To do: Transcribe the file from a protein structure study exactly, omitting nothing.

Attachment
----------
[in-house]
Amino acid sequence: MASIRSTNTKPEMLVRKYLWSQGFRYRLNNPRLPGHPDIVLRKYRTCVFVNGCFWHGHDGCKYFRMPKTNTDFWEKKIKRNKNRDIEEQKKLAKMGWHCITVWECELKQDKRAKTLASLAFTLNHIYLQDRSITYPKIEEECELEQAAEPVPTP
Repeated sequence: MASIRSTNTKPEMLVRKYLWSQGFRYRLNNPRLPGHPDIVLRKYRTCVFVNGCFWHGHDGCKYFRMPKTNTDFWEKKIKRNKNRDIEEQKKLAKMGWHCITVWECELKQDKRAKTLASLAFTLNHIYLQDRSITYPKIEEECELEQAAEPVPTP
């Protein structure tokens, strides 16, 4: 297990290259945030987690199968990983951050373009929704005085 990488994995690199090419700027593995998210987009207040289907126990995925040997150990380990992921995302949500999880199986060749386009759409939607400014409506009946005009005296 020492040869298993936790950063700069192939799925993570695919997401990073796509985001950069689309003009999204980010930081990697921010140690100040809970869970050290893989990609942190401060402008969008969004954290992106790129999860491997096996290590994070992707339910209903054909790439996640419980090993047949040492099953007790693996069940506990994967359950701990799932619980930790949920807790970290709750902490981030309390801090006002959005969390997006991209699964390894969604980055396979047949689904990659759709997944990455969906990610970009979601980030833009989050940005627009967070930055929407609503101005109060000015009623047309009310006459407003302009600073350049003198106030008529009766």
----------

[in-house]
Amino acid sequence: MASIRSTNTKPEMLVRKYLWSQGFRYRLNNPRLPGHPDIVLRKYRTCVFVNGCFWHGHDGCKYFRMPKTNTDFWEKKIKRNKNRDIEEQKKLAKMGWHCITVWECELKQDKRAKTLASLAFTLNHIYLQDRSITYPKIEEECELEQAAEPVPTP
Repeated sequence: MASIRSTNTKPEMLVRKYLWSQGFRYRLNNPRLPGHPDIVLRKYRTCVFVNGCFWHGHDGCKYFRMPKTNTDFWEKKIKRNKNRDIEEQKKLAKMGWHCITVWECELKQDKRAKTLASLAFTLNHIYLQDRSITYPKIEEECELEQAAEPVPTP
């Protein structure tokens, strides 16, 4: 297990290259945030987690199968990983951050373009929704005085 990488994995690199090419700027593995998210987009207040289907126990995925040997150990380990992921995302949500999880199986060749386009759409939607400014409506009946005009005296 020492040869298993936790950063700069192939799925993570695919997401990073796509985001950069689309003009999204980010930081990697921010140690100040809970869970050290893989990609942190401060402008969008969004954290992106790129999860491997096996290590994070992707339910209903054909790439996640419980090993047949040492099953007790693996069940506990994967359950701990799932619980930790949920807790970290709750902490981030309390801090006002959005969390997006991209699964390894969604980055396979047949689904990659759709997944990455969906990610970009979601980030833009989050940005627009967070930055929407609503101005109060000015009623047309009310006459407003302009600073350049003198106030008529009766």